06. tbl 92. árg. 2006


Treatment of diabetes mellitus, type 2, in a rural health center in Iceland

Meðferð við sykursýki tegund 2 á Heilbrigðisstofnuninni Selfossi

Objective: Diabetes mellitus type 2 is a common and serious health problem (1). Long term complications reduce quality of life and even life expectancy as well as increasing greatly the cost of health care (1). Complications include macrovascular changes ,coronary heart disease and stroke and also microvascular changes such as opthalmological, renal and neural damage. With effective control of blood glucose levels and blood pressure for instance, the probability of these complications can be diminished (2). Increased knowledge, new drugs and the publication of clinical guidelines raise the question whether this improves the level of care for diabetics in this rural Health-care Center.

Material and methods: This is a retrospective objective research spanning the years 1999-2003. Data was collected from the journals of 60 patients chosen randomly from the 130 patients diagnosed with diabetes mellitus type 2 during the same period of time. The available data from electrocardiograms, opthalmologi-cal-, foot and neural examinations, blood pressure measurements, body mass indexes and weight, were all recorded, along with the year of data collection. Also, all the blood tests research data mentioned in the Icelandic Diabetic type 2 Clinical Guidelines were recorded (4).


Results: The average age of persons in the sample was 69 ± 11.5 years. Males were in a slight majority (59%) and the average weight was 96 ± 21 kg amongst the 76% who were weighed during the period of investigation. The long term blood glucose mean value, HbA1c, dropped significantly from 7.46 ± 1.2% at the onset of the period, to 6.53 ± 0.7% at the termination of the period (p<0.01). Blood pressure dropped from 154 ± 17,5 and 83 ± 10,8 mmHg in the year 1999, to 138 ± 18,1 and 80 ± 8.4 mmHg during the year 2003 (p<0.01). In the year 1999 the total cholesterol was 5,7 ± 0,7 mmol/l but in the year 2003 it was 4,7 ± 0,9 mmol/l (p<0.01). The percentage of patients reaching the established goal increased during the period of investigation (HbA1C; 50 vs 88%, blood pressure; 17 vs 76% og 39 vs 88%, cholesterol; 35 vs 71 %)(p<0.01). There were few significant alterations in the frequency of performed measurements.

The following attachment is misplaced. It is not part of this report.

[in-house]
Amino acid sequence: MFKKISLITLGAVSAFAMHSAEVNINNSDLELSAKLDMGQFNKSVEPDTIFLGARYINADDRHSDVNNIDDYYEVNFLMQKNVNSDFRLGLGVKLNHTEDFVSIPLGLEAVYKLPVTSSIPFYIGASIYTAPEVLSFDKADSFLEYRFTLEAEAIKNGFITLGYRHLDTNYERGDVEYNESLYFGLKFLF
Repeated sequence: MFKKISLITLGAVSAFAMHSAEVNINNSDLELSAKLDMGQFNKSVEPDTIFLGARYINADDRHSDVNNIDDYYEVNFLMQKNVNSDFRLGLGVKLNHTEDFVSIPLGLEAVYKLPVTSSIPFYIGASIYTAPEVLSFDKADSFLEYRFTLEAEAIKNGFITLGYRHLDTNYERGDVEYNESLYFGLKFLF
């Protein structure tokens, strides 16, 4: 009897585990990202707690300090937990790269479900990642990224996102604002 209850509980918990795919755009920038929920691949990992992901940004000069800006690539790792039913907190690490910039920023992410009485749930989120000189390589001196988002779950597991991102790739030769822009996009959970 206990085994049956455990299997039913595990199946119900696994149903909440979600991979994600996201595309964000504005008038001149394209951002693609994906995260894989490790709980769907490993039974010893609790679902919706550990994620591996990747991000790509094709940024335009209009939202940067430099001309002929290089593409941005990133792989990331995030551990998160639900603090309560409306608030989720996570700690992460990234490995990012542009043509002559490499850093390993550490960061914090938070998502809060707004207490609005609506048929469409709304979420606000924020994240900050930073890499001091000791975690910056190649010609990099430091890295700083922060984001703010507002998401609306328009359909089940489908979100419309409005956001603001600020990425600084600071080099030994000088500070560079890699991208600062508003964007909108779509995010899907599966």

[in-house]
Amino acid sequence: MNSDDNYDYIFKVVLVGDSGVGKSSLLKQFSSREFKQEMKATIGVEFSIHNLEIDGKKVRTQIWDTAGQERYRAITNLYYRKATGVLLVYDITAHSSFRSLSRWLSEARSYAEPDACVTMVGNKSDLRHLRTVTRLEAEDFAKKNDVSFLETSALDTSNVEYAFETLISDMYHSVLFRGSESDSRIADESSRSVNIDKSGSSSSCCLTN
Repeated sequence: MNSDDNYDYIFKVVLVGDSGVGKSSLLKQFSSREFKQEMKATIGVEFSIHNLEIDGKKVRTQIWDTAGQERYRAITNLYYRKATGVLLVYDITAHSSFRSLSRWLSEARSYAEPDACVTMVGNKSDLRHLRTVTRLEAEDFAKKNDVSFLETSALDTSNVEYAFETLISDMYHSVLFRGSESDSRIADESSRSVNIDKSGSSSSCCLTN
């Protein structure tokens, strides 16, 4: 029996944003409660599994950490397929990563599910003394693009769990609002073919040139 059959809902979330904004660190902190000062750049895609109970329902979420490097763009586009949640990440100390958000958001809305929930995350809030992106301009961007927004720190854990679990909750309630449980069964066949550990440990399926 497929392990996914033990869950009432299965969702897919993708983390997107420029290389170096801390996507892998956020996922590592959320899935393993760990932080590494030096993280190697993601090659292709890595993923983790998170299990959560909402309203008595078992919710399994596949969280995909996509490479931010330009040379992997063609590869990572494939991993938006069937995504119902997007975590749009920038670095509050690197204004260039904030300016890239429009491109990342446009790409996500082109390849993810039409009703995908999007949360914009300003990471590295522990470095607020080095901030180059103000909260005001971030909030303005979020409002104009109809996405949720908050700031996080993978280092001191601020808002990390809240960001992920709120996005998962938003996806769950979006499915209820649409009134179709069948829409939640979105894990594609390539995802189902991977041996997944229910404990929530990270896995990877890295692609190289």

Conclusion: During the period of investigation there was an improvement in mean values and most reached the goal of clinical guidelines in the latter period of the investigation.


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